I strongly disagree with Ms Maria Loh Mun Foong, in that religious studies should have a place in our schools ("Leave religious studies out of secular schools"; March 19).
An important distinction must be drawn between education and evangelism. Granted, it can be a fine line, but it is one that nevertheless exists.
Evangelism is the active courting of individuals to subscribe to a particular brand of religion, through persuasion or even coercion. Indeed, this manner of preaching has no place in secular schools.
In contrast, education seeks to inform students of the various major religions, describing their characteristics and precepts, as well as providing comparative analysis, in as objective a manner as possible.
This is done with the aim of building understanding among students of varying religious or atheistic backgrounds. After all, cultural awareness and sensitivity are of paramount importance in a multi-ethnic society such as Singapore.
More than that, if some of the values and ethics presented in these lessons prove especially resonant and universal, students can, of their own accord, integrate them into their personal moral codes.
A well-designed religious studies curriculum does not and should not constitute an outright imposition of beliefs on students.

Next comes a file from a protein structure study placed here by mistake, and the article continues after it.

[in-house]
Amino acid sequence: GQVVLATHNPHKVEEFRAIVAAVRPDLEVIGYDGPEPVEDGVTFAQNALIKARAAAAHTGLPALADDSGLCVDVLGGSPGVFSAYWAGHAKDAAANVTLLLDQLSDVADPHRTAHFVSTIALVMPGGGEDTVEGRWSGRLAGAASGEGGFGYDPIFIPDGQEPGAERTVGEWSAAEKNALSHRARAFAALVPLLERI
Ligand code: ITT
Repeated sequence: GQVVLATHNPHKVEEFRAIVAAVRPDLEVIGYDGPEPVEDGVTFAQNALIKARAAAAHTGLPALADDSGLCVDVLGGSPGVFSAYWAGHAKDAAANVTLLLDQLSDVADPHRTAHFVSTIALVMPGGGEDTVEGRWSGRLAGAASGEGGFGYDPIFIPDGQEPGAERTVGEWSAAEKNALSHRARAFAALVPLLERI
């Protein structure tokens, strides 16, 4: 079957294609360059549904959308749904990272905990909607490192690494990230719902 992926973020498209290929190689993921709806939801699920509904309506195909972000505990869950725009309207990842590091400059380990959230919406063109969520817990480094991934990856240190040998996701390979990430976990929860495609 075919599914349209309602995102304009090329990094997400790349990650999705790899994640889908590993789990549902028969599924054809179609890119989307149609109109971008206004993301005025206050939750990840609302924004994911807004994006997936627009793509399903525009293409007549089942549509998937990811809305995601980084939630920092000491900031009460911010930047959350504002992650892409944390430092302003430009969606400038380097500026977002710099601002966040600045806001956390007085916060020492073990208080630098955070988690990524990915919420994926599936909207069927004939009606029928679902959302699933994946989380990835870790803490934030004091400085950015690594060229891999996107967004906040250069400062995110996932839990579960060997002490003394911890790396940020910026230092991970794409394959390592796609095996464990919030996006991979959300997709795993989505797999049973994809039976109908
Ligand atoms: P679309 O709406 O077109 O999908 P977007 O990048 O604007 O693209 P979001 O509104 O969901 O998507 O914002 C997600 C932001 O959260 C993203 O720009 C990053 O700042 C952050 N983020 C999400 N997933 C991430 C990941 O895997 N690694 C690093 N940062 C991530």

Perhaps the best examples would be Singapore's numerous mission schools, which have incorporated religious and moral education into their syllabuses and programmes, while still cultivating acceptance of other religious creeds, and remaining respectful to non-believers.
Therefore, while it is certainly regrettable that Ms Loh and her daughter had to endure over-aggressive proselytisation, we cannot conflate these activities with the explanatory forms of instruction that writers such as Mr Syed Alwi Altahir ("Religious studies can help foster good values"; March 7) and Rev Dr Yap Kim Hao ("Religious literacy can add to common good"; March 1) have proposed.
If schools do not provide an environment to discuss religion and foster relations among the different religious and irreligious communities, we risk creating insular echo chambers of misinformation, distrust and intolerance.
This would ultimately be to the detriment of racial and religious harmony.
The first step to prevent the development of such a dystopia would, hence, be to promote religious studies, so as to groom a generation of responsible, civic-minded and religiously aware citizens.
Paul Chan Poh Hoi